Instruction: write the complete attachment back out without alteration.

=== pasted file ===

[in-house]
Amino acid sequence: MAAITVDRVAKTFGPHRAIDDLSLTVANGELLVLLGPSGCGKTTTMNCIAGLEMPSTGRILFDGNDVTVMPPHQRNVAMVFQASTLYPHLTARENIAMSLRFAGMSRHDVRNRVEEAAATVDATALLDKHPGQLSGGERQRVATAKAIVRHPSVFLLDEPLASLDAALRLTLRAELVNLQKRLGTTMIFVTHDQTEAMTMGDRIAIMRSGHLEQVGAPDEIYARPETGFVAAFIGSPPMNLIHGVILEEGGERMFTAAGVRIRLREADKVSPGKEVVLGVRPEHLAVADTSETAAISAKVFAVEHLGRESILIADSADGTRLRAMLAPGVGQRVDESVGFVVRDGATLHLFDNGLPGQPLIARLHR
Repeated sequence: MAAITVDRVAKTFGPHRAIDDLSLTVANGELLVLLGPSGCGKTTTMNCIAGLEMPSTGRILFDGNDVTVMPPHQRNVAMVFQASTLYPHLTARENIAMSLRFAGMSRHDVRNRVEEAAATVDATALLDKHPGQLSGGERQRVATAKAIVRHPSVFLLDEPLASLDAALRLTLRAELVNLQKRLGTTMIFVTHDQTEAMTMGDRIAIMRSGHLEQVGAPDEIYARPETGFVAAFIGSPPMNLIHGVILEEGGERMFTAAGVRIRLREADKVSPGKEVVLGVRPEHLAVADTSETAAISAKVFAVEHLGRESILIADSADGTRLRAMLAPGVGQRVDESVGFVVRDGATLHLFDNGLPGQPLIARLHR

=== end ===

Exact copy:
[in-house]
Amino acid sequence: MAAITVDRVAKTFGPHRAIDDLSLTVANGELLVLLGPSGCGKTTTMNCIAGLEMPSTGRILFDGNDVTVMPPHQRNVAMVFQASTLYPHLTARENIAMSLRFAGMSRHDVRNRVEEAAATVDATALLDKHPGQLSGGERQRVATAKAIVRHPSVFLLDEPLASLDAALRLTLRAELVNLQKRLGTTMIFVTHDQTEAMTMGDRIAIMRSGHLEQVGAPDEIYARPETGFVAAFIGSPPMNLIHGVILEEGGERMFTAAGVRIRLREADKVSPGKEVVLGVRPEHLAVADTSETAAISAKVFAVEHLGRESILIADSADGTRLRAMLAPGVGQRVDESVGFVVRDGATLHLFDNGLPGQPLIARLHR
Repeated sequence: MAAITVDRVAKTFGPHRAIDDLSLTVANGELLVLLGPSGCGKTTTMNCIAGLEMPSTGRILFDGNDVTVMPPHQRNVAMVFQASTLYPHLTARENIAMSLRFAGMSRHDVRNRVEEAAATVDATALLDKHPGQLSGGERQRVATAKAIVRHPSVFLLDEPLASLDAALRLTLRAELVNLQKRLGTTMIFVTHDQTEAMTMGDRIAIMRSGHLEQVGAPDEIYARPETGFVAAFIGSPPMNLIHGVILEEGGERMFTAAGVRIRLREADKVSPGKEVVLGVRPEHLAVADTSETAAISAKVFAVEHLGRESILIADSADGTRLRAMLAPGVGQRVDESVGFVVRDGATLHLFDNGLPGQPLIARLHR